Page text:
Phishing emails 

Beware of emails in which strangers ask you to transfer a certain amount of money in exchange for a substantial sum of cryptocurrency. If something appears to be too good to be true, it often is. Another often-employed scam involves an email in which you are requested to reset your password for an exchange that you are registered at. In principle, exchanges never ask you to do this, so always check the sender’s email address. These emails often attempt to obtain your data by redirecting you to a fake website that looks exactly like the exchange you are familiar with. 

Pyramid games and Pump and Dump scams

Pyramid games constitute a classic scam, in which the participants are promised momentous profits based on the number of people they convince to partake in the scheme. Participating in such projects is often costly, but the scammers will try to convince you that the potential profits far outweigh these costs. Don't fall for this scam, and certainly don't invite your network to participate in such practices. If someone contacts you with such a request, consider it a red flag, as it likely involves a pyramid game.

The same applies to pump and dumps. These scams often involve a very late notification concerning the ‘pumping’ of a particular coin. By then, the scammers have already bought large quantities of this coin. They are merely waiting for the masses to become interested, and then they will start selling. This scam often proceeds at lightning pace, and before you know it, the coin has already been dumped by the scammers, leaving you hanging. Don't partake in such practices, which also partly ruin the industry.

Scam coins

Alternative cryptocurrencies (i.e. every coin besides Bitcoin) are often presented as bringing about a new paradigm; e.g. ‘the greatest discovery since the internet.’ Don't fall for such scams and always thoroughly research a coin before you invest in it. In some cases, this involves scammers generating much publicity for a fake project. Such projects often include slick website design or a large community of investors trying to evoke a fear of missing out (FOMO). What usually happens with such projects, is that they distribute a large number of free tokens to draw people in.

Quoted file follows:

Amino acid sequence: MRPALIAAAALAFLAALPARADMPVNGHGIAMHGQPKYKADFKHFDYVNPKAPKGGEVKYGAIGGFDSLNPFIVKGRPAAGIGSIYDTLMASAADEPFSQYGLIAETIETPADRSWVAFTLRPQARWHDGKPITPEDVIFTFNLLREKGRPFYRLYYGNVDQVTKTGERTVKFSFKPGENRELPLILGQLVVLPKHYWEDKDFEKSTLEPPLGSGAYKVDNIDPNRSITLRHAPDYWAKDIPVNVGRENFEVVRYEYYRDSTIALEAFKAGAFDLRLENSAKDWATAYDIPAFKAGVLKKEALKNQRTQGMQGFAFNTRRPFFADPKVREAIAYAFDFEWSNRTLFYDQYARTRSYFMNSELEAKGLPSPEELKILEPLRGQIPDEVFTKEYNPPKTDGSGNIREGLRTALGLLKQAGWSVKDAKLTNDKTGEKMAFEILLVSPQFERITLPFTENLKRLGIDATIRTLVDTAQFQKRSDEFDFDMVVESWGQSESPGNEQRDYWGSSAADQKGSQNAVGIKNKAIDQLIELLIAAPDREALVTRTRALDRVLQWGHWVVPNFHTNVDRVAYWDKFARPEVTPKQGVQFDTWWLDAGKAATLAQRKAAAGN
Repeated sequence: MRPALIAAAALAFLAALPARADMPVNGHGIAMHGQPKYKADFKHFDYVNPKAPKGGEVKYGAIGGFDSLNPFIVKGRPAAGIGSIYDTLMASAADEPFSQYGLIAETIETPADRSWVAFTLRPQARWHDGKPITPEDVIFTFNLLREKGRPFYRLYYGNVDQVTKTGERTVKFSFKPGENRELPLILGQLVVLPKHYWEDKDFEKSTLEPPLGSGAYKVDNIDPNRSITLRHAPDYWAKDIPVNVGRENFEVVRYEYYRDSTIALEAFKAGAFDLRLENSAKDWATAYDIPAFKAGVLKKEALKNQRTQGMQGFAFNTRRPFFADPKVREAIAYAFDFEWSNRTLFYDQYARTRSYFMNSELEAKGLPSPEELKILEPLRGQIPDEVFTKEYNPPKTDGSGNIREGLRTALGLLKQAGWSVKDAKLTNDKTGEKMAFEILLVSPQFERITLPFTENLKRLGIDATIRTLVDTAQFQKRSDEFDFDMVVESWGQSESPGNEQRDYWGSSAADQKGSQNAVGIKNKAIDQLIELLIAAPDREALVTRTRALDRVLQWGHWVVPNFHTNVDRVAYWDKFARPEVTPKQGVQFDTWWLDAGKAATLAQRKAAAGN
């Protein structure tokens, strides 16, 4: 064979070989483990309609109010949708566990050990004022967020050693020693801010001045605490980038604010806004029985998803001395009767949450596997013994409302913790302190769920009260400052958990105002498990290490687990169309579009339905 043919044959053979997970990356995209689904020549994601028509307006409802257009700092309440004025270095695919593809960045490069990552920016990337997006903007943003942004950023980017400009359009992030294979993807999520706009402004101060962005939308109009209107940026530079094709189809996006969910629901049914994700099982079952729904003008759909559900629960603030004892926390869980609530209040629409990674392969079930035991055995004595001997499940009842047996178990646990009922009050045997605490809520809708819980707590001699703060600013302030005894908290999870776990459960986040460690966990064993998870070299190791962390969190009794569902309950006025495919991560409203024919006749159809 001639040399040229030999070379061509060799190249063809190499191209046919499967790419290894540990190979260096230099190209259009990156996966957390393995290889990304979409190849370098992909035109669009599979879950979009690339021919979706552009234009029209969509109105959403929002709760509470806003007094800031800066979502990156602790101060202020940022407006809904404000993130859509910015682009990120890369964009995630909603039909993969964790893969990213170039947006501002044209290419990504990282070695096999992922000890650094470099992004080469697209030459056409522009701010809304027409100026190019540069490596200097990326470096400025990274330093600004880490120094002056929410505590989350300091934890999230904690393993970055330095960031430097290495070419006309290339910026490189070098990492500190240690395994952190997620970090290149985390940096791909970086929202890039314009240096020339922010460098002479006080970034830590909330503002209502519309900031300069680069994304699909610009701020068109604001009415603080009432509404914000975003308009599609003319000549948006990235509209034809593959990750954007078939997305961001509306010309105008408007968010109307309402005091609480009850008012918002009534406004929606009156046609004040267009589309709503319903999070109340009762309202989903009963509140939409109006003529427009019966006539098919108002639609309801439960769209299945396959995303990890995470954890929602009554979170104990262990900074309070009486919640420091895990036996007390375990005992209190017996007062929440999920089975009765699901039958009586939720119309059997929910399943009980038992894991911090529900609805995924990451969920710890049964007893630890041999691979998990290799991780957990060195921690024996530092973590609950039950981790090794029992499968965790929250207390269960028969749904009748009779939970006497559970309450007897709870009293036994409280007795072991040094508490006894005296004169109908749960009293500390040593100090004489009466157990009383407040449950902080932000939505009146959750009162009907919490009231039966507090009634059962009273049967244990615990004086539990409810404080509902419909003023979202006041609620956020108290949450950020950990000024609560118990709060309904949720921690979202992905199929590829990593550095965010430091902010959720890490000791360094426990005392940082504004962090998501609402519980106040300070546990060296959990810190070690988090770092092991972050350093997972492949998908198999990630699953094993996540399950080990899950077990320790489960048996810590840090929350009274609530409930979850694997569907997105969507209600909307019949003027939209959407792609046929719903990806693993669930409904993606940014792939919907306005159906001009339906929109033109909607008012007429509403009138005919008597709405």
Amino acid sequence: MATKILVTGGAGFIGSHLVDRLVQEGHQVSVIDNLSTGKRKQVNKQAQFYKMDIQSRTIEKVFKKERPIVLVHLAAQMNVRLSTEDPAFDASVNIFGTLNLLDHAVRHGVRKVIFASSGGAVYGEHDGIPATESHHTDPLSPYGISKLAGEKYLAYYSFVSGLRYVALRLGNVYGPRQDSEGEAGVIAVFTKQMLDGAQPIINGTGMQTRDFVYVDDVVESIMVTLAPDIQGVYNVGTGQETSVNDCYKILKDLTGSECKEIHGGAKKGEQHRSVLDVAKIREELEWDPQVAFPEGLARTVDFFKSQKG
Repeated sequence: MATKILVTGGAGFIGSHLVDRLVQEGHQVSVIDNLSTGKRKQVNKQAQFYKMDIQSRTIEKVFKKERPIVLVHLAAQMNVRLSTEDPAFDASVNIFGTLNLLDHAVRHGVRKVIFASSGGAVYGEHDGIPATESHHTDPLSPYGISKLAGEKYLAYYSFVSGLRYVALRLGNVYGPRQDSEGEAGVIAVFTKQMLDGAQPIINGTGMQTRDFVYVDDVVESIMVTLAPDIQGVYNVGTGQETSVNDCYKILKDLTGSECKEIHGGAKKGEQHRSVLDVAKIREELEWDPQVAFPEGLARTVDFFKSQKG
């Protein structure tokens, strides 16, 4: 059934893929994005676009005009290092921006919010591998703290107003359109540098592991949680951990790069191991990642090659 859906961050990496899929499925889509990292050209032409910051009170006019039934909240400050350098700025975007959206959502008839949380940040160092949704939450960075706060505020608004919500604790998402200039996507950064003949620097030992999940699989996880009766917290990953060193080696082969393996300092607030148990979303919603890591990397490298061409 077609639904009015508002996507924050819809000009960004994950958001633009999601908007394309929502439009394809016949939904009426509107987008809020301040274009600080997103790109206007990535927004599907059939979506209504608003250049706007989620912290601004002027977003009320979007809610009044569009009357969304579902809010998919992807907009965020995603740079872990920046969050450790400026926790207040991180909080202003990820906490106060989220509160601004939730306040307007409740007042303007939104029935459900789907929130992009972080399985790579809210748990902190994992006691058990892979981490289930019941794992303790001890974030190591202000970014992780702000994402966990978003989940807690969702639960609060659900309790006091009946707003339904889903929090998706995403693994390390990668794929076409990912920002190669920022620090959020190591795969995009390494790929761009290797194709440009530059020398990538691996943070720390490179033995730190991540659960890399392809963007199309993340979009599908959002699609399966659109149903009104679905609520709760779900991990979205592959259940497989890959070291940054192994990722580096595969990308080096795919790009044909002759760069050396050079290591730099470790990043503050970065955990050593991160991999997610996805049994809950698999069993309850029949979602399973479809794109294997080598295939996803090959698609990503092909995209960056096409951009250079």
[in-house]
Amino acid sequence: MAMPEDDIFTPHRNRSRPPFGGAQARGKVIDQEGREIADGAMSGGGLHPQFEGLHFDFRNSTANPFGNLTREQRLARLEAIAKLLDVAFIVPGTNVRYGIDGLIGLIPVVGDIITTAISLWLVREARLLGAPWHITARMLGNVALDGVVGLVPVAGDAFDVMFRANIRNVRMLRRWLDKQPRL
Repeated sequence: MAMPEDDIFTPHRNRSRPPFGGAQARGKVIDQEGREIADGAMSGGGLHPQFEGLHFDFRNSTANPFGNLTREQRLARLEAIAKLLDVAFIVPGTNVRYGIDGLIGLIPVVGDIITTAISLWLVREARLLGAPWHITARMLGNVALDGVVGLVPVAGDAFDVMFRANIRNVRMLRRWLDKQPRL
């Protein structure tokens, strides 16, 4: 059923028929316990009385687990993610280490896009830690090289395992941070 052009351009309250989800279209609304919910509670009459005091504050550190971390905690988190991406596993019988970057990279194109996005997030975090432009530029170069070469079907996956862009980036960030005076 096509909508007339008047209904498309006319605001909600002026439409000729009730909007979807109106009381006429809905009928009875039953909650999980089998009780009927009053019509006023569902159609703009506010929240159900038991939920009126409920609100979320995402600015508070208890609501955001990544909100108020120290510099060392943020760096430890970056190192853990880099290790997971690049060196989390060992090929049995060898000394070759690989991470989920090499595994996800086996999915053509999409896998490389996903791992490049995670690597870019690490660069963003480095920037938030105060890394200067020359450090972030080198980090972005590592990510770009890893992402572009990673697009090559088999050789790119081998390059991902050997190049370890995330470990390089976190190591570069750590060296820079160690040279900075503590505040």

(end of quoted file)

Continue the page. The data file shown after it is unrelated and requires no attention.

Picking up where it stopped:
The growing interest in the project should boost the currency's price, after which the scammers will sell the currency for a hefty profit. This is also known as a pump and dump scheme, but it’s a bit more subtle than regular scams. Beware of such scams, because as an investor, you will often end up destitute.

Companies only accepting Bitcoin or other cryptocurrencies as payment methods

Cryptocurrencies are enticing for scammers because of their pseudonymous nature. If you adhere to certain precautions, it's even possible to remain completely anonymous when trading in cryptocurrencies. Couple this with the fact that transactions are irrevocable, and you have a perfect recipe for a scam. It takes minimal effort to channel funds away using this method. Therefore, always be cautious when a webshop only accepts Bitcoin or other cryptocurrencies as payment methods.

Amounts of less than 10 euros

Because of the high transaction costs, it’s generally not enticing to buy only small amounts of crypto. When the transaction costs make up such a high percentage of your investment, the coin will have to gain much in value to compensate for it. If someone asks you to make a small payment, always try to examine why the other party would be interested in this. Such requests are very likely to be scams.

Check the payment description

When completing a payment through iDEAL, always check the name of the beneficiary of the transaction. This name of the recipient is always displayed, and you can use this to find out where you are sending your money to. Most parties offering iDEAL-payments work with a payment provider. In this case, the payment provider serves as the beneficiary. The final recipient, e.g. a webshop, will be listed in the payment description. You can find a list of licensed payment providers on the website of De Nederlandsche Bank (DNB), the Dutch central bank.